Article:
The battle for the county seat[edit]

After several years of political battle, the county seat of Pike County was moved from Piketon to Waverly in 1861,[8] and Waverly remains the county seat to this day. In 1859, James Emmitt led a group of supporters to petition to remove the county seat to Waverly, which met with strong resistance from those with an interest in keeping the seat in Piketon which had been the county seat for over 45 years. To finally push the removal across the line, those in favor of moving the county seat to Waverly promised to provide a new courthouse as a gift to the people of Pike County in Waverly.[8] This courthouse still stands on Second Street in Waverly.

Additionally, a number of parties including James Emmitt created a bridge across the Scioto River in Waverly, which up until that point had required chartering a ferry boat to cross – this was no doubt another incentive to move the seat to Waverly. In the end, despite a number of reported irregularities in the special election, the Waverly supporters were victorious, and on November 11, 1861, the county commissioners ordered the removal of the county offices to Waverly pending the completion of suitable rooms to accommodate the move, which happened shortly thereafter.

James Emmitt and The Historic Emmitt House[edit]

James Emmitt was one of Waverly's most prominent inhabitants in the nineteenth century and was one of the wealthiest and most influential southern Ohioans of the time. Emmitt was involved in a number of successful ventures, including distilleries, mills, canal boat ventures and various manufacturing businesses. Perhaps the most well-known of Emmitt's ventures is the Emmitt House, the restaurant and tavern that bore his name; it burned down in January 2014, having stood since 1861.

Carpenter Madison Hemings was involved in the building of the Emmitt House. Hemings is rumored to be the son of President Thomas Jefferson, whom Jefferson fathered with Sally Hemings, a slave owned by Jefferson. There has been some evidence linking Madison Hemings to Jefferson, but historians continue to debate the issue.[9]

The Civil War through the atomic era[edit]

During the Civil War years of 1861-1865, Waverly was impacted by the conflict; more than 100 Pike County residents died. Morgan's Raiders passed through Waverly in 1863.[10]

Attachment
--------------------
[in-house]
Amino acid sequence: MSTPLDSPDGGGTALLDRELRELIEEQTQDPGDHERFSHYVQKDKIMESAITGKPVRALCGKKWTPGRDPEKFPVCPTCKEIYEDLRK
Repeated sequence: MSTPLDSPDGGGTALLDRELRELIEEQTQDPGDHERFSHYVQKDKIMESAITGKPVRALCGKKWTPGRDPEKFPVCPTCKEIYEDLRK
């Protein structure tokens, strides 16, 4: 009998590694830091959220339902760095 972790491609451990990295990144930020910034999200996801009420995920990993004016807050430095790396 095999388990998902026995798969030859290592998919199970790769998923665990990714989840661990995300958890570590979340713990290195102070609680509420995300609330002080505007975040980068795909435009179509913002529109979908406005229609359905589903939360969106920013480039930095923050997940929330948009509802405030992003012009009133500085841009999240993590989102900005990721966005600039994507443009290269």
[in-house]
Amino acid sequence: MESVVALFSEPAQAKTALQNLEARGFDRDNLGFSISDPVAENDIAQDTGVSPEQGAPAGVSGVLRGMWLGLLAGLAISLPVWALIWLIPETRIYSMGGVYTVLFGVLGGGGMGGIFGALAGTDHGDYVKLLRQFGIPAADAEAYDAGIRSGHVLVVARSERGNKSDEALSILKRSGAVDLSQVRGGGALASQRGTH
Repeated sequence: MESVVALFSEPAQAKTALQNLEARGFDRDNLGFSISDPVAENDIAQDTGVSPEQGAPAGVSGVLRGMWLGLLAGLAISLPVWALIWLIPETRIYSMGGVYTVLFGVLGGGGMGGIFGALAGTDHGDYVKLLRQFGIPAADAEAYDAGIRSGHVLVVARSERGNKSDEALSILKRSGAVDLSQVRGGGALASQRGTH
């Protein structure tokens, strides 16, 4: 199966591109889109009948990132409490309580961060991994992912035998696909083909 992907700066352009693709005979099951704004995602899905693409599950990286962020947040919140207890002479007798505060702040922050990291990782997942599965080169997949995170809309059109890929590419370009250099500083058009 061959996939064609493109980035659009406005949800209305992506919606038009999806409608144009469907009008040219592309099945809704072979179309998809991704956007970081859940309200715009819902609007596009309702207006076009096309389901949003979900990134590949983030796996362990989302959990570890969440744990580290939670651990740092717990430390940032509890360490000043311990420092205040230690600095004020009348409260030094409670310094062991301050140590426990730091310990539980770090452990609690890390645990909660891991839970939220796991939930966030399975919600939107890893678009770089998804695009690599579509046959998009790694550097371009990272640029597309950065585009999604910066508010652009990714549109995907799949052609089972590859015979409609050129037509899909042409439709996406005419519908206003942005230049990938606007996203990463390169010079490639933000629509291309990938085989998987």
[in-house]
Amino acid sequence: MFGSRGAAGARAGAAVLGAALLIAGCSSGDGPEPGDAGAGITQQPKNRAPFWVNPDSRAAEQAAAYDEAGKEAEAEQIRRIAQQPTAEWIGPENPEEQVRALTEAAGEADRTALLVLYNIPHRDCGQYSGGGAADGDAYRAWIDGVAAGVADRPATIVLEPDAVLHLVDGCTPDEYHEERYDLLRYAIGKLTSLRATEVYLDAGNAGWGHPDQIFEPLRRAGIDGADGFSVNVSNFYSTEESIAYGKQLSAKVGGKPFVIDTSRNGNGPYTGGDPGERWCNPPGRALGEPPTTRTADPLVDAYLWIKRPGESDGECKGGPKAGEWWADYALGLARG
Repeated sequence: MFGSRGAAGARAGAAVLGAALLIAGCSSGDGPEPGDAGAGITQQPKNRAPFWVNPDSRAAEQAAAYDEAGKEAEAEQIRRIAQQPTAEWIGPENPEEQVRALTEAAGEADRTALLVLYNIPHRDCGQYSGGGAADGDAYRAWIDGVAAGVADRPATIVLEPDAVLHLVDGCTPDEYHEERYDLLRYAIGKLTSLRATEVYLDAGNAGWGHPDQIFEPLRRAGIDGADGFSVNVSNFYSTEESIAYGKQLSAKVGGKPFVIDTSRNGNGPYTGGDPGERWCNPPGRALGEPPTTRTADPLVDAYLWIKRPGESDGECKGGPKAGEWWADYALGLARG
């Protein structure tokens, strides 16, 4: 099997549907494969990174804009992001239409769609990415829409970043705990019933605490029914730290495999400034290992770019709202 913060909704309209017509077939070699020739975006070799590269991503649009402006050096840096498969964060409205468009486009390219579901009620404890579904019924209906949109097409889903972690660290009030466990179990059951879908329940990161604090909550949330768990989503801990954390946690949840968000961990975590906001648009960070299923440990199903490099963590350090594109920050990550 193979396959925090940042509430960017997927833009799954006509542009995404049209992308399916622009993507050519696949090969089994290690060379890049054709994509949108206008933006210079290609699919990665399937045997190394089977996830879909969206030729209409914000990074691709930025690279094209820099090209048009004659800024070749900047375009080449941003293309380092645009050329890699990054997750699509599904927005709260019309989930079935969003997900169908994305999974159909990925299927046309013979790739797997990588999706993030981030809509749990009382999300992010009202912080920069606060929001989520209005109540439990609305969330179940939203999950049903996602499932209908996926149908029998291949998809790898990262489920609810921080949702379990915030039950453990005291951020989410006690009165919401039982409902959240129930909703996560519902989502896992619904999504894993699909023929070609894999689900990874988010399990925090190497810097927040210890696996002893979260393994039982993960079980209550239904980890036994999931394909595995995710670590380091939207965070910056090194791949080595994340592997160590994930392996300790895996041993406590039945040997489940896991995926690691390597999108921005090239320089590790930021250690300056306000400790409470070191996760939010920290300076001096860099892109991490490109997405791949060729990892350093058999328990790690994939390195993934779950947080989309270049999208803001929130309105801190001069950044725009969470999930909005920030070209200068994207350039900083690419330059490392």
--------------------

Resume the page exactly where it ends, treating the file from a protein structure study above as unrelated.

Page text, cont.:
Many Pike County residents represented the area through service in both World War I and World War II.[10] The need for workers in war industries during World War II gave area residents alternatives to working on the farm or saw mill.[10]

After World War II large farming operations began to consolidate their holdings by buying up smaller family farms.[10] Pike County had 1,700 farms in 1940 but a short 30 years later the number had dropped to 450.[10]

In 1953, the Federal Government chose Pike County as the location for the Portsmouth Gaseous Diffusion Plant, designed to enrich uranium.[10] The time around the construction of the facility is still referred to as the "Boom", as literally hundreds of new people flooded the county to construct, and later work, at the facility.[10] During this time, government housing projects were undertaken, school facilities were expanded and improved, and many new businesses were started in Pike County.[10] The plant covered nearly 4,000 acres and provided employment for over 2,000 workers at its height of operation.[10]

Racial segregation in Waverly[edit]

Throughout the 19th century, Waverly was a sundown town, where African Americans were not allowed to live.[11] In an 1884 history of the area, an anonymous author wrote that "Waverly's not having a single colored resident is a rare mark of distinction for a town of its size" and that Waverly had never had "a Negro or mulatto resident".[6] Historian James W. Loewen cites Waverly as a rare example of a town that barred blacks as early as the Civil War,[12] and asserts that the community was one of a number of Midwestern cities created for the purpose of excluding all races but whites.[12] The Ku Klux Klan had a presence in Waverly dating back to a record of a Ku Klux Klan raid in 1885.[13]

The area known as East Jackson, Ohio, about 7 miles east of Waverly on Ohio State Route 335, developed an interesting racial history and culture because its residents were excluded from Waverly as "poor" or "negro". After several generations many East Jackson residents identified as "negro" but appeared to be "white". Many residents self-identify as being of Native American descent.[14]


According to the United States Census Bureau, the city has a total area of 4.26 square miles (11.03 km2), of which 4.20 square miles (10.88 km2) is land and 0.06 square miles (0.16 km2) is water.[15]


Climate data for Waverly, Ohio, 1991–2020 normals, extremes 1893–present
Month Jan Feb Mar Apr May Jun Jul Aug Sep Oct Nov Dec Year
Record high °F (°C) 78
Mean maximum °F (°C) 64.3
Mean daily maximum °F (°C) 39.7
Daily mean °F (°C) 30.7
Mean daily minimum °F (°C) 21.7
Mean minimum °F (°C) 0.5
Record low °F (°C) −31
Average precipitation inches (mm) 3.20
Average snowfall inches (cm) 5.0
Average precipitation days (≥ 0.01 in) 9.4 8.5 10.1 10.5 10.9 9.5 8.8 7.5 6.4 8.0 7.9 9.6 107.1
Average snowy days (≥ 0.1 in) 3.2 2.5 0.6 0.0 0.0 0.0 0.0 0.0 0.0 0.0 0.2 1.5 8.0
Source 1: NOAA[16]
Source 2: National Weather Service[17]


Historical population
U.S. Decennial Census[18]

2010 census[edit]

As of the census[19] of 2010, there were 4,408 people, 2,035 households, and 1,142 families residing in the city. The population density was 1,049.5 inhabitants per square mile (405.2/km2). There were 2,290 housing units at an average density of 545.2 per square mile (210.5/km2). The racial makeup of the city was 96.2% White, 1.0% African American, 0.3% Native American, 0.4% Asian, 0.4% from other races, and 1.6% from two or more races. Hispanic or Latino of any race were 0.8% of the population.